Digital Marketing

Using Google Analytics Events to Track Even More Data

Google Analytics is a highly valuable free tool that helps you learn about the people who are visiting your website and what they are doing while they are there. Over on my agency blog, I’ve written a post about using Google Analytics to track social media campaigns, but this one’s a bit different because rather than focusing on goals, we’re focusing on events – which are used to provide more details about what your users are doing while they’re on your site.

It’s kind of an extension of my post about how to use Google Analytics to improve your SEO. How? Goals are usually tied to actions that affect website revenue, while events track behavior that doesn’t have to do with reaching a certain page on your website. Goals are found in the Conversions report, while events are located in the Behavior report.

By default with GA, you can see how much time people are spending on each page, where they’re coming to your website from, and in some instances, you can also see the keywords they used to find you in organic search. Using event tracking, you can expand it to include even more valuable information to guide your marketing strategy.

Event tracking is a feature that allows you to track and record interactions with various elements on your website that aren’t part of the standard tracking in GA. You can track them manually, or create the tracking code with the help of the Google Tag Manager.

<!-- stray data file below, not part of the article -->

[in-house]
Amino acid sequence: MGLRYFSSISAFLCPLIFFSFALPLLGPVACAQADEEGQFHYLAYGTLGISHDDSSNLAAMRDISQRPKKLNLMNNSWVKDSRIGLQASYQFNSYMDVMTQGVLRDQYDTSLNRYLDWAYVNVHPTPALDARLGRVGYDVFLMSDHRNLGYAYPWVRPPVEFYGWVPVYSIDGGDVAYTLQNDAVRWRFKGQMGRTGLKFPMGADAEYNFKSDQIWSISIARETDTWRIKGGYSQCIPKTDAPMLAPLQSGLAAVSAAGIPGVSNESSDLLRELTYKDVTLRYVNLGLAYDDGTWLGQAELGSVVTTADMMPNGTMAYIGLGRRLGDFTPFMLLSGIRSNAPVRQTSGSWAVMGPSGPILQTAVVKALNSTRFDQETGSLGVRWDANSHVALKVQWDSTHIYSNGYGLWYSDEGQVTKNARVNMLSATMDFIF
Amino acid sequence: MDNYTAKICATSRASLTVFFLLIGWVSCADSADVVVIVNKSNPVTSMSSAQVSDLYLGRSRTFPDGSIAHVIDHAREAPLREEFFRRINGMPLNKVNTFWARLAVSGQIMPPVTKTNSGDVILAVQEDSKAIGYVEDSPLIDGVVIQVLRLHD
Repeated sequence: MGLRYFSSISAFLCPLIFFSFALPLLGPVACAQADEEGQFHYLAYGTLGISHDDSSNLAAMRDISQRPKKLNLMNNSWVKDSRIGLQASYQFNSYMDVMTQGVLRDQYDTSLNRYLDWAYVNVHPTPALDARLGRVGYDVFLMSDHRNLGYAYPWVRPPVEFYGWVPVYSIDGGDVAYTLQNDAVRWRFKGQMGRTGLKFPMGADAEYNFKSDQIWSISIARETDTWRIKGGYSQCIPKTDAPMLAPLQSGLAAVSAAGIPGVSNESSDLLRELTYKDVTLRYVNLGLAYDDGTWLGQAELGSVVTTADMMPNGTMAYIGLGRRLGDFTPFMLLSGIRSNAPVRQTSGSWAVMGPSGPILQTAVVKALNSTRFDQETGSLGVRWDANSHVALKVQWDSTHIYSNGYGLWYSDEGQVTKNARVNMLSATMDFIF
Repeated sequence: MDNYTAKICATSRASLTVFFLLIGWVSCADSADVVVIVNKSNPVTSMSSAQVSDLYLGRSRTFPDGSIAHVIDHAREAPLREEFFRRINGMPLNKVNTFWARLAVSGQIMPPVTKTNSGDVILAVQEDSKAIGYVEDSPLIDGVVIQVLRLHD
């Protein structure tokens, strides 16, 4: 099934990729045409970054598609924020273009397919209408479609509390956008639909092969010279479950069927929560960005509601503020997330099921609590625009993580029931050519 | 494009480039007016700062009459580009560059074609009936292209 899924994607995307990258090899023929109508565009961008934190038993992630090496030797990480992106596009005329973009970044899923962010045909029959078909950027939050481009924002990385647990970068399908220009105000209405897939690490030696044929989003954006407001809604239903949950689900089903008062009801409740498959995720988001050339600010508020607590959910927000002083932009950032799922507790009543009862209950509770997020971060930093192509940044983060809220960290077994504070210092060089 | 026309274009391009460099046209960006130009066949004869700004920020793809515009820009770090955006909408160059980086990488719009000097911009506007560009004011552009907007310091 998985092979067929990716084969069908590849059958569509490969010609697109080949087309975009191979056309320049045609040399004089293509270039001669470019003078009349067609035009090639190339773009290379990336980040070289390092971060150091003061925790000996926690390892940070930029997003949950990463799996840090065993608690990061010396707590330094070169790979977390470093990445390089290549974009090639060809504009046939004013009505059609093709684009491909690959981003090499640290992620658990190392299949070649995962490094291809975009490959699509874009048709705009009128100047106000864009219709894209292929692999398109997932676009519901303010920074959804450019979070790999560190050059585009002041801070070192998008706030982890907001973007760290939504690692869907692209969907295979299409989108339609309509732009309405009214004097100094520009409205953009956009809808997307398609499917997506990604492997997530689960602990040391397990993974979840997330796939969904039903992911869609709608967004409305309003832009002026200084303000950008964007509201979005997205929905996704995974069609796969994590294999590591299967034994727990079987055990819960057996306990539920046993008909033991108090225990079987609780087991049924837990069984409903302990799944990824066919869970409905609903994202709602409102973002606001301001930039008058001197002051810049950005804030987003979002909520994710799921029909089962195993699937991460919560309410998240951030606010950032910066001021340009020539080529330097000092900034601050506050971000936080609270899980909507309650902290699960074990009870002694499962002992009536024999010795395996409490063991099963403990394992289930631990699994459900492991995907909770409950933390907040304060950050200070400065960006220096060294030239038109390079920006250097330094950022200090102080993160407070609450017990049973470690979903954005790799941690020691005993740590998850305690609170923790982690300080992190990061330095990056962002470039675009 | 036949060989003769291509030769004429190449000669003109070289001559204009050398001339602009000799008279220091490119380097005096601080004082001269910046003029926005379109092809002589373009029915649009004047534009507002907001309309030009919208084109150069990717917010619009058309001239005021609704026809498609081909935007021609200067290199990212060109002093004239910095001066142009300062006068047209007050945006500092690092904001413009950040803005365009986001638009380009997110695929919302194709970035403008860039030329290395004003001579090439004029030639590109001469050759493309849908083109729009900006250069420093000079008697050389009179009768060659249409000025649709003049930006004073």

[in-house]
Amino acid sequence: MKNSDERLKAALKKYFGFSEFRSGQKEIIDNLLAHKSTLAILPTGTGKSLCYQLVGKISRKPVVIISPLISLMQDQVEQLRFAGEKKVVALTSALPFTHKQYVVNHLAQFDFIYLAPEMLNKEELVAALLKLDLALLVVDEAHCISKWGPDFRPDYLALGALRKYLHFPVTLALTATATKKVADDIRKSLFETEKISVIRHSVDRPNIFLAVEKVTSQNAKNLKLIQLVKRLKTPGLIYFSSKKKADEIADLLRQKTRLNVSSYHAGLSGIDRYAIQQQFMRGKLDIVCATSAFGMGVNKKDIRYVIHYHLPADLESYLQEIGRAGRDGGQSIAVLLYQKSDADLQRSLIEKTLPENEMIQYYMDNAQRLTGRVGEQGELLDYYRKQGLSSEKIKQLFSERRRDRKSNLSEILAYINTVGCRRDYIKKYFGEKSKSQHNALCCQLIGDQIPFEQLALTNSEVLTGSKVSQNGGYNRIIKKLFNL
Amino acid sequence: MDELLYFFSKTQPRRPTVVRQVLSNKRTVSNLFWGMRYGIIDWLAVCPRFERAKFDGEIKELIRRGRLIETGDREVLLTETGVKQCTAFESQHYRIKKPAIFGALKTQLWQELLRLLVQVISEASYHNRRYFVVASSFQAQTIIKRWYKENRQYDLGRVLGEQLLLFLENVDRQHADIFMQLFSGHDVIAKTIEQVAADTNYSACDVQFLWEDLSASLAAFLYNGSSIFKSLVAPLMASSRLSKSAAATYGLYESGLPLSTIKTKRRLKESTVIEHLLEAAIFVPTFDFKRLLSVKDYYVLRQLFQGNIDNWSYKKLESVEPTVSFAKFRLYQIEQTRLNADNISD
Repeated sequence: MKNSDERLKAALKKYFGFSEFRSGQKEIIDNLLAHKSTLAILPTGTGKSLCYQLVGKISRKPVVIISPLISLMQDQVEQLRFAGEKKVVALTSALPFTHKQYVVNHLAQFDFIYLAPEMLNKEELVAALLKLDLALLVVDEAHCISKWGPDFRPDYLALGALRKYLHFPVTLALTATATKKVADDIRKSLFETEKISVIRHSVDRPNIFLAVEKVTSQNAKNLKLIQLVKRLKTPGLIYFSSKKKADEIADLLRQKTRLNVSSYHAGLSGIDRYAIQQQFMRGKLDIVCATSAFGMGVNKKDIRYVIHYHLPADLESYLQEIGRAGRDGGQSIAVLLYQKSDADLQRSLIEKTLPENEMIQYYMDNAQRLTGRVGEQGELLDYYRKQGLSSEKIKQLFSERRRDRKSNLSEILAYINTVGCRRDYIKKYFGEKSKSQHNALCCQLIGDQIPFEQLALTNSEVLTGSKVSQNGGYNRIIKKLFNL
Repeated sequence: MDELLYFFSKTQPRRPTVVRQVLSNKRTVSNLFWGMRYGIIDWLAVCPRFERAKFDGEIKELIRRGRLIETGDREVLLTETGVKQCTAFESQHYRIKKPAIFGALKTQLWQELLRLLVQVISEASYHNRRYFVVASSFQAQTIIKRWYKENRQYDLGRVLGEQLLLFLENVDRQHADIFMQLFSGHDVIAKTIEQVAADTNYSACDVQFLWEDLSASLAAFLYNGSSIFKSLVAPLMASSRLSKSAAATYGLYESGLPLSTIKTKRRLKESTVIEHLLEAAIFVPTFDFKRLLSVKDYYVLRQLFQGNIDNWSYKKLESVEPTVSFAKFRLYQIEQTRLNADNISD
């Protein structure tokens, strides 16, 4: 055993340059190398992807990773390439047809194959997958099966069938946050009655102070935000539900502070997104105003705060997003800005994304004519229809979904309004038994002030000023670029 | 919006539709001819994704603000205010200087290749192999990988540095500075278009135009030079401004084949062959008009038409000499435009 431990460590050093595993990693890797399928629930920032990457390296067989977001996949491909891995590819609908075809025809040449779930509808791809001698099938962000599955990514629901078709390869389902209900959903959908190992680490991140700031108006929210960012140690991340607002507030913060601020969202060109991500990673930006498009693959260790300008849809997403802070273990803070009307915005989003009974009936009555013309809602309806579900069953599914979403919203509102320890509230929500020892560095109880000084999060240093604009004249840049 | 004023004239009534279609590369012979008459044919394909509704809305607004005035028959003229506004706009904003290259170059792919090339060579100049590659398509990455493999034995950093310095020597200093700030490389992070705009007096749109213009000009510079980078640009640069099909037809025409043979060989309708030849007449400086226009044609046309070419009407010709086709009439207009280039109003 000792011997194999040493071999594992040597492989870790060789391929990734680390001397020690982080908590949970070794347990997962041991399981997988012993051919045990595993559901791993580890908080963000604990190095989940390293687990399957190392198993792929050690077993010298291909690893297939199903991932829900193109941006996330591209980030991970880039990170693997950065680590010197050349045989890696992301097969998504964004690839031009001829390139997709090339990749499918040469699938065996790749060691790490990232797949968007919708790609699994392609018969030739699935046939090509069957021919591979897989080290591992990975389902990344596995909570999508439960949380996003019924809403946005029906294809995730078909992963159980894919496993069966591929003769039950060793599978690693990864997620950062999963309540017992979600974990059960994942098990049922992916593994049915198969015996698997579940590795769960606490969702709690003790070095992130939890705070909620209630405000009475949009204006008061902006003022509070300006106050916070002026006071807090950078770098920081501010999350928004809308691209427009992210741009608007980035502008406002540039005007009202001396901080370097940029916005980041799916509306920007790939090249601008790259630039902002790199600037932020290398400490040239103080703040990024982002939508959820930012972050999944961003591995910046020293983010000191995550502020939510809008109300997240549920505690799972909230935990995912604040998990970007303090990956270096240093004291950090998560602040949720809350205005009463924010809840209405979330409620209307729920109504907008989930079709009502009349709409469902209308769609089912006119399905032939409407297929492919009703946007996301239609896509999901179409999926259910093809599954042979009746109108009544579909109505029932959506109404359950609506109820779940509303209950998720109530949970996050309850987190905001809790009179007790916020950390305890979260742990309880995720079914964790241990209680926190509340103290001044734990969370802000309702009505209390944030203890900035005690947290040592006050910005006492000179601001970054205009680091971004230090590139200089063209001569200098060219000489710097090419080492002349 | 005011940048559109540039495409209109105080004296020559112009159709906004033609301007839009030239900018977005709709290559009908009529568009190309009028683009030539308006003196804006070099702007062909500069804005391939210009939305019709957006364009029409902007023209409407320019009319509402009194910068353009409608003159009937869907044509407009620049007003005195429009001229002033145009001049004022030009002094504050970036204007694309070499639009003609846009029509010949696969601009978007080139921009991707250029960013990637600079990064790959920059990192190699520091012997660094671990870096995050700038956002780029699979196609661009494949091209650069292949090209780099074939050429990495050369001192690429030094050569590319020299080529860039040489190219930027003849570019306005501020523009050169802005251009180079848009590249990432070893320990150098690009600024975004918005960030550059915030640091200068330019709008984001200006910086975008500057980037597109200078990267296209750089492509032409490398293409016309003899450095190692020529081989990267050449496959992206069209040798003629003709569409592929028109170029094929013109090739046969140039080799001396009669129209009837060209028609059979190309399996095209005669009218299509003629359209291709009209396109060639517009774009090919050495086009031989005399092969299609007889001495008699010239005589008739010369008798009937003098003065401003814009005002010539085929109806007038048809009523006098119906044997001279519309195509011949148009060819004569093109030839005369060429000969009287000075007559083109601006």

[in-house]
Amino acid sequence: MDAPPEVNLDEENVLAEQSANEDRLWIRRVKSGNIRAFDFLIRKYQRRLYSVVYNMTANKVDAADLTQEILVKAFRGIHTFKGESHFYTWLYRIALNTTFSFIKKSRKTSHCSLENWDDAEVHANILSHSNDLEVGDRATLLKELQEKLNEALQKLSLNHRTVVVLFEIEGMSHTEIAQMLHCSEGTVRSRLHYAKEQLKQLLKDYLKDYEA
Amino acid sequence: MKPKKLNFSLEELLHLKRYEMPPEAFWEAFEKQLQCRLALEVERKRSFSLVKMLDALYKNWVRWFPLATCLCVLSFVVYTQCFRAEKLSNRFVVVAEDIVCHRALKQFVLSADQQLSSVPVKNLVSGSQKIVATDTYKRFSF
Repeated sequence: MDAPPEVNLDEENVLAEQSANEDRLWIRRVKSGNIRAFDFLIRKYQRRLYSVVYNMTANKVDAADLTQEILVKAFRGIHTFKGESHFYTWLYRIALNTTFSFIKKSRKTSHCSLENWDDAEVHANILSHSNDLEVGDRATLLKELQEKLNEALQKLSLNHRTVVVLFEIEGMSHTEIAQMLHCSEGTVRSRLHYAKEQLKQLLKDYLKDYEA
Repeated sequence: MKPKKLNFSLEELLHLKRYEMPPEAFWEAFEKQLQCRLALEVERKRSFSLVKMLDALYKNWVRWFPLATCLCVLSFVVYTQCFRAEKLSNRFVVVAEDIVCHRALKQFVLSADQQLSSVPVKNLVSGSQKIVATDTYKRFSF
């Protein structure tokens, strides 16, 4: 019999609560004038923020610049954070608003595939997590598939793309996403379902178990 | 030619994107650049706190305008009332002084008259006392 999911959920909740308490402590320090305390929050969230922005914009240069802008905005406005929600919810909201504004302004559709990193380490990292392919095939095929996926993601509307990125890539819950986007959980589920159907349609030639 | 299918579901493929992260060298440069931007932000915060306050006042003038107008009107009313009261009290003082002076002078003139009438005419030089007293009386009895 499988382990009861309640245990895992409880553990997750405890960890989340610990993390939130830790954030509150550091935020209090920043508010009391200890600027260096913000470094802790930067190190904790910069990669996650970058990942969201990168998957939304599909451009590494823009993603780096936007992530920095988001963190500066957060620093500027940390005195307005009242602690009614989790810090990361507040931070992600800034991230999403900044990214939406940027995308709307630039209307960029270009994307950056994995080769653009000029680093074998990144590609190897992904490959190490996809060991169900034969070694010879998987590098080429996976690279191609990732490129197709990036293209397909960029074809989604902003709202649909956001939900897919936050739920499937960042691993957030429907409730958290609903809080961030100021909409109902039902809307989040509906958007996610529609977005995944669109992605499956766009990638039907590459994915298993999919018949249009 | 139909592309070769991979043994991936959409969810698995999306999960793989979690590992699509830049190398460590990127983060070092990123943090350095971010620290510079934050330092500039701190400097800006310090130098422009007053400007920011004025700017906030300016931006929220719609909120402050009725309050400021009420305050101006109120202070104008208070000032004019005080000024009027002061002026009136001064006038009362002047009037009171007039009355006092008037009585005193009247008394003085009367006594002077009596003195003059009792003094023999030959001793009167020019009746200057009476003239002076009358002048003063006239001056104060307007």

Before You Get Started

You must have the GA tracking code installed on your website before you can set up event tracking and start creating events.

To make things easier when it comes time to create the events in the system, make a list of the various elements you want to track. You can track things like file downloads, clicks on outbound links, number of phone calls, video plays, form submissions, and more.

Your event tracking code contains four elements to describe the interaction with your website. These are used in your reports, so you want to be sure you think about your naming convention before you get started. This way, you’ll be better able to analyze the data once it’s collected.

The elements you’ll name are:

  • Category: A required field to name the group of objects you want to track.
  • Action: A required field to name the type of interaction, such as downloading a report or other freebie offering.
  • Label: An optional field that’s helpful for summarizing what the event is about, such as clicks on a navigation menu option.
  • Value: An optional field that can be used if you want to assign a numeric value to your file download, so you can track which files are more popular than others. Just be sure you track which files are associated with which values.

You should also decide whether you want to set up automatic event tracking or manually tag the links on your site. If you have a lot of documents and page elements you want to track, it is helpful to handle it all automatically.

Automatic tagging is handled in Google Tag Manager and works when the following occurs:

  • Users click on links
  • Users submit forms